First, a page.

With a current population of over 200 million, Nigeria has been projected to become the fourth most populous country by the year 2050. The large population and the business-friendly policies introduced by the current government have made Nigeria a destination of choice for investors worldwide.
The AfCFTA Agreement which came into effect on the 1st of January 2021, creates new opportunities for businesses that already have their eyes on the country. To put this in context, Nigeria contributes an estimated 76% of total trading volume in the ECOWAS region. This is made possible due to the ECOWAS treaty, which allows the free movement of people and goods throughout 15 West African countries. The AfCFTA provides access to 54 African countries with a population of 1.2 billion and a market worth a combined $2.6 trillion in GDP.
Despite these opportunities, expanding your business into Nigeria is not without its challenges. Having successfully partnered with various international organisations to expand their business into Nigeria, we have put together crucial 11 steps that businesses planning to expand into Nigeria have to undergo to set up their business in Nigeria successfully. We hope you find this list useful.
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How to Successfully Set Up a Company in Nigeria
Incorporate your company with CAC
The first requirement for foreign companies willing to start a business in Nigeria is to register the company with the Corporate Affairs Commission (CAC).
Foreign-owned companies must commence registration of the company with a minimum of N10,000,000 authorised share capital. The business certificate of incorporation from the CAC should be available within five working days after submitting all the required documents.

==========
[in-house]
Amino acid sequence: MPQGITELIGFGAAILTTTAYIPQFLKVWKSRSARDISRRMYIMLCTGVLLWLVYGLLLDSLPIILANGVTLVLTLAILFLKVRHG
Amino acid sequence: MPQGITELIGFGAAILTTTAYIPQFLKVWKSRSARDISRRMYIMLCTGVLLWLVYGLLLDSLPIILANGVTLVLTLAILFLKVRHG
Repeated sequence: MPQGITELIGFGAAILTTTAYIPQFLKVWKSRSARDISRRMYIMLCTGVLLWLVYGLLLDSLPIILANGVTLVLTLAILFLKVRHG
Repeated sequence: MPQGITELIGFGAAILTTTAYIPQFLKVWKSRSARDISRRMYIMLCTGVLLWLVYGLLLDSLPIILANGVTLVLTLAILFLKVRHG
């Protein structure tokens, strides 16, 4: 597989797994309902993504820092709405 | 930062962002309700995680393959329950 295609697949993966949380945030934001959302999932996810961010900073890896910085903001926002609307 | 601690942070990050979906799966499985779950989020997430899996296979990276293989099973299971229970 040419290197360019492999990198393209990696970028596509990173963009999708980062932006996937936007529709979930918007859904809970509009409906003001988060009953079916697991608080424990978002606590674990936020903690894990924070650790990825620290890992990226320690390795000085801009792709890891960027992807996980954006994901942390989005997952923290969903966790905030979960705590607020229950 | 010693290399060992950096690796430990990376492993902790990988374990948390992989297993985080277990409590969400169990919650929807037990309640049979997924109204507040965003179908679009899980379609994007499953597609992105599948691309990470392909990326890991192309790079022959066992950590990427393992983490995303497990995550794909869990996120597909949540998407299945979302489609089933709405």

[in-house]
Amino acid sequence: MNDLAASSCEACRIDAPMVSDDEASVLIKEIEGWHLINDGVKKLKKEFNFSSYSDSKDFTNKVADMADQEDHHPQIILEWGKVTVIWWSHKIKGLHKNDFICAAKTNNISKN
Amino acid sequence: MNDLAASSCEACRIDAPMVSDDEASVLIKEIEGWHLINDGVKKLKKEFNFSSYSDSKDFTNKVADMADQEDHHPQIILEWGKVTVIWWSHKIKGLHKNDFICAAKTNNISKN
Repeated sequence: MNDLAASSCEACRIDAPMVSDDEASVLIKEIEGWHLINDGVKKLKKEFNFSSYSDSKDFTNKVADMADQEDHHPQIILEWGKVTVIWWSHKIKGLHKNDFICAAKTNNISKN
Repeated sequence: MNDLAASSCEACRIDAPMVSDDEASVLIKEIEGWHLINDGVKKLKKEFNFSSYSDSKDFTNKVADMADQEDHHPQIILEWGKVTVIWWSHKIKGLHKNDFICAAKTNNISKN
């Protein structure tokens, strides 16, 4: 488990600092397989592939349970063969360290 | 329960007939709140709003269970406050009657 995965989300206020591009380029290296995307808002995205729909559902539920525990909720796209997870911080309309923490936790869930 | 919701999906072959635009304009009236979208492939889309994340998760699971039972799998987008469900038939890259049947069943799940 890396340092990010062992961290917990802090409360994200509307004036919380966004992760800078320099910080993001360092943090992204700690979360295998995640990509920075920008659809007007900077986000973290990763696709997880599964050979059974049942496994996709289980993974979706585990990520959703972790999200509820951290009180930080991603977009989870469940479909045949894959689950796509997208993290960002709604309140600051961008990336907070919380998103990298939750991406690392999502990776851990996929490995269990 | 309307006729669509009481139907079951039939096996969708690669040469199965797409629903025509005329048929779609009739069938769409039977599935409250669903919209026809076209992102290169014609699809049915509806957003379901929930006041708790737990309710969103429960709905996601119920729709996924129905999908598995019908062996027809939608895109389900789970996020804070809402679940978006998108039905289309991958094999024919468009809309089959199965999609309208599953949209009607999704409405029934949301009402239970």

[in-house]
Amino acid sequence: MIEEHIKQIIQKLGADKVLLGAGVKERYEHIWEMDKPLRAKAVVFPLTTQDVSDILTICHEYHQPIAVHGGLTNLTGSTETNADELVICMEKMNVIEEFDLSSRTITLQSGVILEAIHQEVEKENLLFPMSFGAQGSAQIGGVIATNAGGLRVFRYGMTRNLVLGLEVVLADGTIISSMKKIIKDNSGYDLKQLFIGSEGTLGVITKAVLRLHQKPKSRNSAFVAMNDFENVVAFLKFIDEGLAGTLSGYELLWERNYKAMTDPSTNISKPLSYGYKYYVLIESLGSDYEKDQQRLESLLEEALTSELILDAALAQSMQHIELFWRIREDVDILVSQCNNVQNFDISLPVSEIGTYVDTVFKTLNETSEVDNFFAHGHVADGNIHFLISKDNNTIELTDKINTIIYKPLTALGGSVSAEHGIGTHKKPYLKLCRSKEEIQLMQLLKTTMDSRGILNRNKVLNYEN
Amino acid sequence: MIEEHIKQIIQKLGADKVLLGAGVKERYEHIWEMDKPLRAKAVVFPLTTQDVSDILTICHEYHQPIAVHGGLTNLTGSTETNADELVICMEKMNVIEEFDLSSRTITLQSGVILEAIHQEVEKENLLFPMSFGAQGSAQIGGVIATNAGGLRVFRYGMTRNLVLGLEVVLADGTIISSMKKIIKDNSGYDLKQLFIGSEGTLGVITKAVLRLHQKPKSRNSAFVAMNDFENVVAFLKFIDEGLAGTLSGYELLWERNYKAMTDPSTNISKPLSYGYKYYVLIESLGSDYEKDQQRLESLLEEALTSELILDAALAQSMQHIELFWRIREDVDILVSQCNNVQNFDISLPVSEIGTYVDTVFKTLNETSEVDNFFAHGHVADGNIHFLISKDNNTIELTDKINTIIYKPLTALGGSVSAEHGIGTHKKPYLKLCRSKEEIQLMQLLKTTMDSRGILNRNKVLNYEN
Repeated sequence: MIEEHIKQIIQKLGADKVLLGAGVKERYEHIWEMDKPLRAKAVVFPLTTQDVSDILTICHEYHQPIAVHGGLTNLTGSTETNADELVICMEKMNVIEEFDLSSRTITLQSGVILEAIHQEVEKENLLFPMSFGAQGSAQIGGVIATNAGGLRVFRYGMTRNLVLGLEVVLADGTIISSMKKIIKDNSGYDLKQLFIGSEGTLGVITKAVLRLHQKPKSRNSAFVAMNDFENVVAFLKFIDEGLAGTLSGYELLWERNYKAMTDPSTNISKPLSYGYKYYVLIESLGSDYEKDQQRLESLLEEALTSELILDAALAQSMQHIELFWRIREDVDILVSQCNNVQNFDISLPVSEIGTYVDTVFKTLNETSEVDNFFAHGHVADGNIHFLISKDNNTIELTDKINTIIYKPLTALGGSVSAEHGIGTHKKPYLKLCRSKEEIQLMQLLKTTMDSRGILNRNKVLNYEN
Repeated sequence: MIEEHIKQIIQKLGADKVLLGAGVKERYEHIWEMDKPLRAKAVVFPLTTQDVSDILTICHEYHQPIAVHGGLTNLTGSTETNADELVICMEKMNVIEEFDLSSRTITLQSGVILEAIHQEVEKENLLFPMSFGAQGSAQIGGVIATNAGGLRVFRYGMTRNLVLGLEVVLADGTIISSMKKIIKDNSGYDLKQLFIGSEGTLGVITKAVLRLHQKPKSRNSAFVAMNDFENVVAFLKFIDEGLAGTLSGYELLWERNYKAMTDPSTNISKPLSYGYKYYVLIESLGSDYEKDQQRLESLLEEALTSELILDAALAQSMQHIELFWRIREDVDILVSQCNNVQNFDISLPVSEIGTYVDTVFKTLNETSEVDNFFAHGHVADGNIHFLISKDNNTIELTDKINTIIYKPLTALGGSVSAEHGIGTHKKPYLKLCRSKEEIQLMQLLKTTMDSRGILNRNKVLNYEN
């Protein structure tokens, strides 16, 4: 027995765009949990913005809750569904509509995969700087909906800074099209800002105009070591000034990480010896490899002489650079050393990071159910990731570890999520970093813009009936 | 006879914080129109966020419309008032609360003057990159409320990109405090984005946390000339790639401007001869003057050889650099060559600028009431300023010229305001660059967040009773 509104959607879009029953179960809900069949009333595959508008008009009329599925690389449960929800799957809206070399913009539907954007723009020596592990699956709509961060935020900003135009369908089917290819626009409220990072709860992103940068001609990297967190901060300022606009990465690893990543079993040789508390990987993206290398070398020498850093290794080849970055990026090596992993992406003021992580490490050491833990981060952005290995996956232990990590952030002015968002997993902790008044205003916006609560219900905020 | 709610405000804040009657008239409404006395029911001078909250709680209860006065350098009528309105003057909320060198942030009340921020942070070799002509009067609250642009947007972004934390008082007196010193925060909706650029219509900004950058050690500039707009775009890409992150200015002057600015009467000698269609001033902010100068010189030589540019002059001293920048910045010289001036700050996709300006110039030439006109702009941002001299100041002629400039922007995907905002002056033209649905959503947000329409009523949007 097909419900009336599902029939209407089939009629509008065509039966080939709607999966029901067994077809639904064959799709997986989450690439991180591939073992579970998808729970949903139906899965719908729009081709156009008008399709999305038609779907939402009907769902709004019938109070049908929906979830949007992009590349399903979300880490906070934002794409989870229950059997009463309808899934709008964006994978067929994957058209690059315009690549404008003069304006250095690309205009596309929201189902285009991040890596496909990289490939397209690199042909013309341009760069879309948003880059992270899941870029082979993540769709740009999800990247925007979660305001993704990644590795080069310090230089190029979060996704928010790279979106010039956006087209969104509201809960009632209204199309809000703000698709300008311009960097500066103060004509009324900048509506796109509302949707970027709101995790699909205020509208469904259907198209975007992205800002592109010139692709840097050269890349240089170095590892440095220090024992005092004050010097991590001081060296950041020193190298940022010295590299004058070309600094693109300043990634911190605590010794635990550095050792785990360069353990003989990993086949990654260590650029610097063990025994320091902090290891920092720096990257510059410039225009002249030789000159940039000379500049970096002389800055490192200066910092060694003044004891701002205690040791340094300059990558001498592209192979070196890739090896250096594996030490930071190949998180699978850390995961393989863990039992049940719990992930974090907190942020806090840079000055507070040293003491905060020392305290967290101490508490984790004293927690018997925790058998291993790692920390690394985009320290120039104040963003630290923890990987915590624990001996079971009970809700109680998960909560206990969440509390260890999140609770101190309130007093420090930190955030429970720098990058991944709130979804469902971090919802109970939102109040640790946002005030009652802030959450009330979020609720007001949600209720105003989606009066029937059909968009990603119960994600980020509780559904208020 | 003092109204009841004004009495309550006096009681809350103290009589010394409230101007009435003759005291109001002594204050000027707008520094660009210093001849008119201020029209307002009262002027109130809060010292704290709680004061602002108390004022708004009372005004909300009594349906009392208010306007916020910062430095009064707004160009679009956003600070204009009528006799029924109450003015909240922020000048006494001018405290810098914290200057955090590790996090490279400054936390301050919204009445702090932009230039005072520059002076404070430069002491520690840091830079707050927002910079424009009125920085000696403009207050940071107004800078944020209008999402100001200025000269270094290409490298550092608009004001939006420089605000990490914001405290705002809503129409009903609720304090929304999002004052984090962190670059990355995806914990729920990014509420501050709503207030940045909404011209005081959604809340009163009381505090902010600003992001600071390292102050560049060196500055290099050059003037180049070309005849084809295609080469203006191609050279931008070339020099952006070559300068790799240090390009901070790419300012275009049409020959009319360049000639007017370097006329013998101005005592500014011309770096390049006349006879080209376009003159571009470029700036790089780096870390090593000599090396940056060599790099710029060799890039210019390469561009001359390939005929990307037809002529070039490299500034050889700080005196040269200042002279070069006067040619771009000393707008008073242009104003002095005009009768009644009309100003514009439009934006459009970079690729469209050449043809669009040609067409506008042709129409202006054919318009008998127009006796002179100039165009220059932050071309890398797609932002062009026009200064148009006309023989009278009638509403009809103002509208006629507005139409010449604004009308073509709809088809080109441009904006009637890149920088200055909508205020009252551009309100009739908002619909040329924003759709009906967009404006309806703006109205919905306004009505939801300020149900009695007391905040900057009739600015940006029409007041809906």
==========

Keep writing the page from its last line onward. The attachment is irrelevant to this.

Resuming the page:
Obtain a tax identification number (TIN)
After incorporation, the next requirements are to obtain a Tax Identification Number (TIN) and Value Added Tax (VAT) registration with the Federal Inland Revenue Service.
A tax clearance certificate (TCC) is also a crucial document issued by Federal Inland Revenue Services (FIRS) or States Inland Revenue Service showing that the applicant’s tax affairs are in order. A company registered in Nigeria is subject to a number of tax obligations which include: Company Income Tax, Capital Gains Tax, Education Tax, Value Added Tax (VAT), and Withholding Tax.
Open a local bank account
The next step for foreign companies setting up in Nigeria is to open a corporate bank account where the minimum required share capital will be paid. Once this is done, the company will also need to obtain a certificate of capital importation from its bankers.
The certificate of capital importation allows the foreign investor access to the official foreign exchange market to remit its dividends or to repatriate its capital in the event of the partial or complete sale of its investment. The documents required and timelines for this process is largely dependent on the bank where the account is opened.
Register with the Nigerian Investment Promotion Commission (NIPC)
Foreign companies are required to register with the Nigerian Investment Promotion Commission (NIPC) before carrying on business in Nigeria. The Commission coordinates, monitors, encourages, and provides necessary assistance and guidance for the establishment and operation of enterprises in Nigeria. Registration with the NIPC is a prerequisite for a business permit.
Obtain a Business Permit
Foreign companies that wish to set up their business in Nigeria require a business permit which is issued by the Ministry of Interior. A business permit is essential not only because the company cannot begin trading without it, but it is also a prerequisite for the company to obtain an Expatriate Quota and begin work permit applications if it intends to hire foreign workers.